Monday, June 20, 2011

Beware "Enhanced Chicken" - When Is Chicken Not Clean

     American eat an average of 87 pounds of chicken per year, up 81% from 48 pounds in 1980. This makes the plumping practice in poultry processing even more troubling. About one-third of the fresh chicken found in supermarket meat cases has been synthetically saturated with a mix of water, salt, and other additives via needle injections and high-pressure vacuum tumbling. The process is designed to make naturally lean poultry meat juicier and more tender. A 4-ounce serving of what the industry calls "enhanced" poultry can contain as much as 440mg sodium. They blow it up with a sodium broth like a chicken balloon.

     Worse, it's 500% more sodium than is found naturally in untreated chicken. Yet the word "natural" can be used on the labels of these injected birds. USDA labeling policies give poultry companies a green light to label their enhanced products "100% natural" or "all natural," even though they've been injected with ingredients in concentrations that do not naturally occur in a chicken. (Like many foods, chicken contains trace amounts of sodium and other minerals.)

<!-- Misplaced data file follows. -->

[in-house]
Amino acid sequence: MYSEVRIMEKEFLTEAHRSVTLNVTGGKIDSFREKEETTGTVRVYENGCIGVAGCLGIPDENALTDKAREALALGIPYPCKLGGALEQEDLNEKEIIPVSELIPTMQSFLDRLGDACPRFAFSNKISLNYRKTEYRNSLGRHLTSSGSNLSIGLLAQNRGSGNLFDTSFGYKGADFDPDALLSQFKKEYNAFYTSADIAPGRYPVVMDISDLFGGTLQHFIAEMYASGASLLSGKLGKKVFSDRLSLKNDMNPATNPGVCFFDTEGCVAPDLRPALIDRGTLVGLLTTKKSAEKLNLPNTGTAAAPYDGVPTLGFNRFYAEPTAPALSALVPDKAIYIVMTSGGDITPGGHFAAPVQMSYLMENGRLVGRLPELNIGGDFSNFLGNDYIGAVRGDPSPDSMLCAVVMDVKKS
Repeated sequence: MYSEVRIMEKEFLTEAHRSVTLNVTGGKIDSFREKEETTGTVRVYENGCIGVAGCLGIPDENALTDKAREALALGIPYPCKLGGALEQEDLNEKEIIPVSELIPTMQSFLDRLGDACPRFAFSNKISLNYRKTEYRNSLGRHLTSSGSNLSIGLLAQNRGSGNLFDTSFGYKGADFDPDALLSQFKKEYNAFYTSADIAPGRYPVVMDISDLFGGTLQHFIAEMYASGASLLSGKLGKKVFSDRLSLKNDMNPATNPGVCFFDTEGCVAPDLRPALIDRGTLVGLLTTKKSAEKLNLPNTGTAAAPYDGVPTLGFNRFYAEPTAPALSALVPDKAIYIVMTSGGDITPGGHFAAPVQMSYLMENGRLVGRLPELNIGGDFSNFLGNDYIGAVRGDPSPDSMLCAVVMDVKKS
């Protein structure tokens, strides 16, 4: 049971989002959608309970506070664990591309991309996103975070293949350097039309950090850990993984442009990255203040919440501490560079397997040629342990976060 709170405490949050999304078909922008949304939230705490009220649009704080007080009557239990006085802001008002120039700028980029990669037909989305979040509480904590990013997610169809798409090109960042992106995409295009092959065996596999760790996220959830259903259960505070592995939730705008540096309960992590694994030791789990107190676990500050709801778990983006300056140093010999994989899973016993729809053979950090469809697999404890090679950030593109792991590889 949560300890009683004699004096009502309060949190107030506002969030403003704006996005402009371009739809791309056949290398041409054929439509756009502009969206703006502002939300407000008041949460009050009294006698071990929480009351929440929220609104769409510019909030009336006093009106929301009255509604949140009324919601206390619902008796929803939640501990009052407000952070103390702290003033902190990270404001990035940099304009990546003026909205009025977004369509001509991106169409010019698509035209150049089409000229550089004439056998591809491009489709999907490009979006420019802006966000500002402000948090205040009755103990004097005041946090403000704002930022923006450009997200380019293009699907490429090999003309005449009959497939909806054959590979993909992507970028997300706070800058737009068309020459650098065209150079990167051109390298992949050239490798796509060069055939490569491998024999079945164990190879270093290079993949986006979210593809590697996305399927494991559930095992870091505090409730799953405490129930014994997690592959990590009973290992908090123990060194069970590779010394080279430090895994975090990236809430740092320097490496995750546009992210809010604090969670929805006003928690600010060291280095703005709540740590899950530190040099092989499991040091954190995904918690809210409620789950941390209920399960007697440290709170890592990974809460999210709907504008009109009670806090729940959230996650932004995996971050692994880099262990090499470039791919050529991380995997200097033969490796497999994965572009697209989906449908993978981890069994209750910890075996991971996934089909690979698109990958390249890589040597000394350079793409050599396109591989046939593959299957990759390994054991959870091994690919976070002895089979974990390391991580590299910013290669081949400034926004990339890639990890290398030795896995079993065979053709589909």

With injections totaling 15% or more of the meat's weight, a 7-pound enhanced chicken might net only 6 pounds of meat. Do the math: At $2.99 per pound, you've paid a premium of up to $0.45 per pound for added salt and water. This processing method is typically found in the "store brand" no-name trays of chicken breasts - but beware, it can also be found among some of the largest producers of chicken.

     Processors are required to disclose the injections, but the lettering on the packaging can be small and inconspicuous. To know if you're picking up an enhanced product, squint at the fine print, which will list something like, "contains up to 15% chicken broth."

You can also check the ingredient list, and, of course, look for the sodium content on the Nutrition Facts label. If the chicken is truly natural, the sodium content won't stray higher than 70mg per serving. 
 Either buy chicken labeled organic ( it will not be treated with plumping agents ) or inspect your chicken purchases carefully!